SBF Trial: Bankman-Fried cannot rely on US unclear crypto regulatory regime in trial, DOJ says
The U.S. Department of Justice (DOJ) has argued that FTX founder Sam Bankman-Fried cannot rely on the country’s lack of clear regulatory frameworks for the emerging industry in his defense.
In an Oct. 4 letter to Judge Kaplan, the DOJ wrote that there are prohibitions on misappropriation of customer assets, which are the laws SBF violated. So, it would be wrong for the defense to mislead the jury that a cryptocurrency exchange can only be found guilty if the laws say that such platforms can never touch customer funds.
Besides that, the DOJ furthered that SBF could only use the argument that other crypto exchanges were “pooling and reallocating their customers’ funds” if he could establish that he knew about their practices and believed they were acting lawfully.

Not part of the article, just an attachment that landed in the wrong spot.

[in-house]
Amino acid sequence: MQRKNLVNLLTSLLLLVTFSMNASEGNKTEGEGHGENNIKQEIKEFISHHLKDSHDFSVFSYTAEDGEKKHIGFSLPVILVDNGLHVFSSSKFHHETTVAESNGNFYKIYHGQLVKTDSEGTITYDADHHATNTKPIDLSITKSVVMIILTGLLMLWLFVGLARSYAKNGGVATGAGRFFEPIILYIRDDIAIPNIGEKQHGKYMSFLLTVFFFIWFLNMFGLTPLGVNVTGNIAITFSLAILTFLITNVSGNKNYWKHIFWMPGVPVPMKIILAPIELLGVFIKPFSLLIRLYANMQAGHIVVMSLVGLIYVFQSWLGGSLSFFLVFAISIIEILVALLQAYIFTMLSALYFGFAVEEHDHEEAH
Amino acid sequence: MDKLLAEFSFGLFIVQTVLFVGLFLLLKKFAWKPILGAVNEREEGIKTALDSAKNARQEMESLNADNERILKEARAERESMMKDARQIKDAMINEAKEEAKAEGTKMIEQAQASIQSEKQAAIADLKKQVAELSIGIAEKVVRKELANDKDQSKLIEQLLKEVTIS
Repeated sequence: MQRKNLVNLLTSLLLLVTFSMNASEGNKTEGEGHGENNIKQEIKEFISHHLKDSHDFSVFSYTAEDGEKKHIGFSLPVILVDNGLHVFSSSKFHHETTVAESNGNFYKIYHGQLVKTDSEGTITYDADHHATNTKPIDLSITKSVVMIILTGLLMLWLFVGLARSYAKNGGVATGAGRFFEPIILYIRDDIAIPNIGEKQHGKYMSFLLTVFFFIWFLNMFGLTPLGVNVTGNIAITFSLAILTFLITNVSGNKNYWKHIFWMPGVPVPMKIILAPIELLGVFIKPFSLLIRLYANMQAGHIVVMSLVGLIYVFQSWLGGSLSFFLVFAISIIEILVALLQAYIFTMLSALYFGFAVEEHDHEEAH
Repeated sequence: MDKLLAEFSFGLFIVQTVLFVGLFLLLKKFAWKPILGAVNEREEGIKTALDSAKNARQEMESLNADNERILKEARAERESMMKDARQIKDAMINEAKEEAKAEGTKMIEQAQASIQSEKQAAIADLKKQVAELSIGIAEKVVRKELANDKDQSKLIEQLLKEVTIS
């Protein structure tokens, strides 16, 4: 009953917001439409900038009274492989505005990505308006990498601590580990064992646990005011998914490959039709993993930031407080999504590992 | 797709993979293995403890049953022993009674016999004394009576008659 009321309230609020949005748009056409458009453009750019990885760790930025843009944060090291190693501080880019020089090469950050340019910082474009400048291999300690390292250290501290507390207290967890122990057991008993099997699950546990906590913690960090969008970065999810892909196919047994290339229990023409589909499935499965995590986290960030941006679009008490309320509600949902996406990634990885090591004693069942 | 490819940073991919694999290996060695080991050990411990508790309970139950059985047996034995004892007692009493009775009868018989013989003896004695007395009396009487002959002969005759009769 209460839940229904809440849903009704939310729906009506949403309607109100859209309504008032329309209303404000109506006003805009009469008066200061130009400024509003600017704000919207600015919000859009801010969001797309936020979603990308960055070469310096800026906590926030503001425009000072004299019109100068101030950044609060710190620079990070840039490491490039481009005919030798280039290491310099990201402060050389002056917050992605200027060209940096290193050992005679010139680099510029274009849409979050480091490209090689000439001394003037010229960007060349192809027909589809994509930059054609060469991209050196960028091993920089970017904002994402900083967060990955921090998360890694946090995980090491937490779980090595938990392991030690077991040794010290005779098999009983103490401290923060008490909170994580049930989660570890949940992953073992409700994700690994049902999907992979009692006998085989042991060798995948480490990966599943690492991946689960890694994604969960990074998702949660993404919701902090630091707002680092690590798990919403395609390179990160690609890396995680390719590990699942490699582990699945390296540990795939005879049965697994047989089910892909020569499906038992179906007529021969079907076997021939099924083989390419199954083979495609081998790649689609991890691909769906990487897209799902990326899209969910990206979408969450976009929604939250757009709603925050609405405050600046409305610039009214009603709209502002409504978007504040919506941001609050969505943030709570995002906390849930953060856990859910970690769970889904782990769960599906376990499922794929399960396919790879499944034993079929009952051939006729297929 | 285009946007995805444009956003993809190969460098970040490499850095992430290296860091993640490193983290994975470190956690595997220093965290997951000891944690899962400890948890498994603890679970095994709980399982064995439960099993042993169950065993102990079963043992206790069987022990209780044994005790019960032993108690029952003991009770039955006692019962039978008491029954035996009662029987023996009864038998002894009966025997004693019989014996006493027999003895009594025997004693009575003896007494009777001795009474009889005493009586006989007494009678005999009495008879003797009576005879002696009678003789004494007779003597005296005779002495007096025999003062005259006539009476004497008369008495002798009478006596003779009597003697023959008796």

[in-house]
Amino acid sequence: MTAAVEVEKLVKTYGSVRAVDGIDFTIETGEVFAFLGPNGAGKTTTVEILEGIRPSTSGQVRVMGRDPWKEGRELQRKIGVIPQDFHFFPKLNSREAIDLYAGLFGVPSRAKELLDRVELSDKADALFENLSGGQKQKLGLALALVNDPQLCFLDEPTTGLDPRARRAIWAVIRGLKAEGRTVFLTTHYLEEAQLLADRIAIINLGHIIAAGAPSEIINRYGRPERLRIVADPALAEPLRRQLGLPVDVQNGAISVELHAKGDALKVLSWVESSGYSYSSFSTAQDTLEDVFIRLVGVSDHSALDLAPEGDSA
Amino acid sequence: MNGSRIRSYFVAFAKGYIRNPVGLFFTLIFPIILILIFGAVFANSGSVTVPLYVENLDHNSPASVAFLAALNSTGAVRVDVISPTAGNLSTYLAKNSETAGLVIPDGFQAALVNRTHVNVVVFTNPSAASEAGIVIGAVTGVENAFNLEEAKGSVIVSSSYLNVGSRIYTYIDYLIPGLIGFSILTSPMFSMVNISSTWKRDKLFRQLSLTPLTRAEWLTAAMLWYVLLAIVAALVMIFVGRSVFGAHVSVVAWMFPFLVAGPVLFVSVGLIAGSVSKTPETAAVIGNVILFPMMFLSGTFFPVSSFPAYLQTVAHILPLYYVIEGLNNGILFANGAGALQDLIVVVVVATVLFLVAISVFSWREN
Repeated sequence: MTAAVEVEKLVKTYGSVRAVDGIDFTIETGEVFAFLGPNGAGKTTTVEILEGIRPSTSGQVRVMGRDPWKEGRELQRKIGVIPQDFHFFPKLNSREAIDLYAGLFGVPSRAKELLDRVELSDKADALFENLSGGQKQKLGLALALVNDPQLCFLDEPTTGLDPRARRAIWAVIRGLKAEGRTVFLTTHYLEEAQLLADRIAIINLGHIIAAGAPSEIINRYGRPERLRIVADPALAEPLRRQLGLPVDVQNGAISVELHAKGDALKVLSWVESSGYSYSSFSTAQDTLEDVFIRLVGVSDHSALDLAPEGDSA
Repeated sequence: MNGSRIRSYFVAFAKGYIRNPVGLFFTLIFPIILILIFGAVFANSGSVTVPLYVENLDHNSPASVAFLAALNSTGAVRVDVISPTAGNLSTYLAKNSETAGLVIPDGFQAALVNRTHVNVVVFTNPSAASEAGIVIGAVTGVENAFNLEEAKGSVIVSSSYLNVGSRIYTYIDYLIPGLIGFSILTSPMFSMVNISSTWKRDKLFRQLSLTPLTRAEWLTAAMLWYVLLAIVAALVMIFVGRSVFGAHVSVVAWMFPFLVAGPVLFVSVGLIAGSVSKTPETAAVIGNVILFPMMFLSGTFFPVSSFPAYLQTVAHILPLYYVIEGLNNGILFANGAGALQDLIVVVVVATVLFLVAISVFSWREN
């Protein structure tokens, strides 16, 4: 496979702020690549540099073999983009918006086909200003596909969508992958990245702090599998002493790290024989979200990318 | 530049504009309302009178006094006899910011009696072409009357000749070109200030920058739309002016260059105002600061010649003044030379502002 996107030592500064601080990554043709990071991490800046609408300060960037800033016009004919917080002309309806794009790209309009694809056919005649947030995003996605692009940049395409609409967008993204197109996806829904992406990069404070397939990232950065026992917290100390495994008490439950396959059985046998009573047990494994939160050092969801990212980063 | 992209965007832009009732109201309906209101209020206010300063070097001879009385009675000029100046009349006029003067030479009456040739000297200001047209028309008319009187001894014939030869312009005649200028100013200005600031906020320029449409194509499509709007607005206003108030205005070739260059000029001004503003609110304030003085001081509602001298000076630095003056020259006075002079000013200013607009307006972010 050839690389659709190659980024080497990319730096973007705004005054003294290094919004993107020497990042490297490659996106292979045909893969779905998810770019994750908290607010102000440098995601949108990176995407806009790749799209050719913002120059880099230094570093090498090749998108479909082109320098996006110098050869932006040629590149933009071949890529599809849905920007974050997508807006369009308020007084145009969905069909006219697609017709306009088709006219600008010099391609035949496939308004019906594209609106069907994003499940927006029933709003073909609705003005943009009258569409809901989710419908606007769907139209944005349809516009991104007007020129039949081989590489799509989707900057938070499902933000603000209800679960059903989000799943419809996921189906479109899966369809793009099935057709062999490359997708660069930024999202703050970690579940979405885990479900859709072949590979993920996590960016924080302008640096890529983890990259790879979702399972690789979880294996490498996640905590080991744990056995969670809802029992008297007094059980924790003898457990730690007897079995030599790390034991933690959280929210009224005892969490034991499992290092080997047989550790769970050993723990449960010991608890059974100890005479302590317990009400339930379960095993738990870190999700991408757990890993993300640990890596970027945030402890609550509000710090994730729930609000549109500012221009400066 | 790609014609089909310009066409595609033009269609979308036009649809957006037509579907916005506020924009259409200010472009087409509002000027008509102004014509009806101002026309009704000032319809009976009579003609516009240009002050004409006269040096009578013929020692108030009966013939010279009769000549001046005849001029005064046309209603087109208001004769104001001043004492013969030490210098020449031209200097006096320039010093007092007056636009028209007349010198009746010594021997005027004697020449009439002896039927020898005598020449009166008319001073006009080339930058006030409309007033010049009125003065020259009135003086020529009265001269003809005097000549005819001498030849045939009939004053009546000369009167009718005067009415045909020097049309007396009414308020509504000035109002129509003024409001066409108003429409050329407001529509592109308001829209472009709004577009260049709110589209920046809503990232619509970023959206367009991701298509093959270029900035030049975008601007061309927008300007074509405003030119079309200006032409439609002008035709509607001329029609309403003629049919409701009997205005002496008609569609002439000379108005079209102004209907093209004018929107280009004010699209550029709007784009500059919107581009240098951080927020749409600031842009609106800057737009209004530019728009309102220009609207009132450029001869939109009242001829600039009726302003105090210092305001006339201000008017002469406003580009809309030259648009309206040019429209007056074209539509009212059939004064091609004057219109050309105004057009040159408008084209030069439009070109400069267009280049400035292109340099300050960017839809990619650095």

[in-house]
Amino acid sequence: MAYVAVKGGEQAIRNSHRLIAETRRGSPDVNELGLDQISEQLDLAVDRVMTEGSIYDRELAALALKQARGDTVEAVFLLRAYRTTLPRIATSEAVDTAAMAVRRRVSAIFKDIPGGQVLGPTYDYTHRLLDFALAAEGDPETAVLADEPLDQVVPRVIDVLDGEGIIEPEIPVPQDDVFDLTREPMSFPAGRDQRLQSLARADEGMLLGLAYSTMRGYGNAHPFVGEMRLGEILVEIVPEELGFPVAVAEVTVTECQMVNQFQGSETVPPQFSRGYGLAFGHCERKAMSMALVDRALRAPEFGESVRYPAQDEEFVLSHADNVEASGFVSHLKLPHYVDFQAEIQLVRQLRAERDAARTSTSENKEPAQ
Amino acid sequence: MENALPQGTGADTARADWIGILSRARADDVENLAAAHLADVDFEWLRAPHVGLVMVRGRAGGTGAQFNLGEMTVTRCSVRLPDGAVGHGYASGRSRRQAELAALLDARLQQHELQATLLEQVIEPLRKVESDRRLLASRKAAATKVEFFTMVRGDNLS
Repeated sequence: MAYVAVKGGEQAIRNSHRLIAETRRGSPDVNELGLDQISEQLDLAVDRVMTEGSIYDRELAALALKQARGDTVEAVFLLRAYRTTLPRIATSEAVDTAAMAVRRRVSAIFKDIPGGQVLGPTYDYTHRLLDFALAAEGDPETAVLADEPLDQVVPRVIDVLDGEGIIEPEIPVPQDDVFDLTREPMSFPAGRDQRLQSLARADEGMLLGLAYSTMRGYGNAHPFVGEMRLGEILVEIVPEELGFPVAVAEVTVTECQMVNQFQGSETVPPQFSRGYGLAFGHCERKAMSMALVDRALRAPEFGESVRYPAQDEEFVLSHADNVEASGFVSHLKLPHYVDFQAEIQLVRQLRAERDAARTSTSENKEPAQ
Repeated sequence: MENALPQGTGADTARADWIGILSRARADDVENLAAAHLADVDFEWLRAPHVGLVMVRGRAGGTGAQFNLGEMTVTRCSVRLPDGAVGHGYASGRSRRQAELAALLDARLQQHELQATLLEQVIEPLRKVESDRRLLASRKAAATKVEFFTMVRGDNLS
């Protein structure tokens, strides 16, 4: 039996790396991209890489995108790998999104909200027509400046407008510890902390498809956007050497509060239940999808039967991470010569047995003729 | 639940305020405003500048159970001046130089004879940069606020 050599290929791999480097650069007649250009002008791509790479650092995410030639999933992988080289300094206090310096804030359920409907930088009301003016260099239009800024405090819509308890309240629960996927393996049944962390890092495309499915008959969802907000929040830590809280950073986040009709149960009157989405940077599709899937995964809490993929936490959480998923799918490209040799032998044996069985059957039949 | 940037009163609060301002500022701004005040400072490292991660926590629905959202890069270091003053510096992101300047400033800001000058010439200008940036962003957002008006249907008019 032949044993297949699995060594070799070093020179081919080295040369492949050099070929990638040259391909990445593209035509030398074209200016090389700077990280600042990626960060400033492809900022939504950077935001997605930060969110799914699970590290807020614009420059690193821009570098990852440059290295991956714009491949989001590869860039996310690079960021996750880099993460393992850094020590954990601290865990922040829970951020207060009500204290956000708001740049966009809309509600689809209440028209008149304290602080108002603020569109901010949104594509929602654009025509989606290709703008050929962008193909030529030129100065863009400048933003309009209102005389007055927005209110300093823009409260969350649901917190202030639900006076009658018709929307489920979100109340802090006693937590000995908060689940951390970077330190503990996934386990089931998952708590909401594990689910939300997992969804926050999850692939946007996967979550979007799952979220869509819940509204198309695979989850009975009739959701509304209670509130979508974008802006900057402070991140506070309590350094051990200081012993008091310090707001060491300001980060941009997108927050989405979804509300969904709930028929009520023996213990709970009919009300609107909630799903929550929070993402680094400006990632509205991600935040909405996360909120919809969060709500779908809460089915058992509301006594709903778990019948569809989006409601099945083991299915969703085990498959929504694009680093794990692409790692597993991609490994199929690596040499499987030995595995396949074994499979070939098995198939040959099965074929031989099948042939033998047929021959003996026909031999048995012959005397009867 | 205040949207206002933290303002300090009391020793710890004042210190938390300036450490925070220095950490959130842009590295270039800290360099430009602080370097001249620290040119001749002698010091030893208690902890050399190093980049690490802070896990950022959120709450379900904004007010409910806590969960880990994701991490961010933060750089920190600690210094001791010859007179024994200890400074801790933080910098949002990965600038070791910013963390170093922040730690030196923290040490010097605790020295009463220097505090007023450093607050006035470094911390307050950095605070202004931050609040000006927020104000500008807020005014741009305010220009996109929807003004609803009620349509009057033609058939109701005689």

The DOJ concluded that:
“The Government alleges that the defendant not just misappropriated customer money, but made material misrepresentations to customers. The putative ‘absence of clearly applicable laws or regulations’ is irrelevant to whether the defendant made material misstatements or omissions. Accordingly, the existence or absence of regulation is not relevant to proof of the actus reus of the wire fraud charges.”
The U.S. crypto regulatory landscape has come under consistent criticism from several stakeholders over the lack of clear legal frameworks. Several crypto firms, including Ripple and Coinbase, have led crusades urging Congress to create laws tailored to the industry.
SBF trial began yesterday, Oct. 3, and is expected to last for the next six weeks. He faces seven primary charges, including wire fraud, conspiracy to commit wire fraud, conspiracy to commit commodities fraud, conspiracy to commit securities fraud, conspiracy to commit money laundering, and conspiracy to defraud the Federal Election Commission.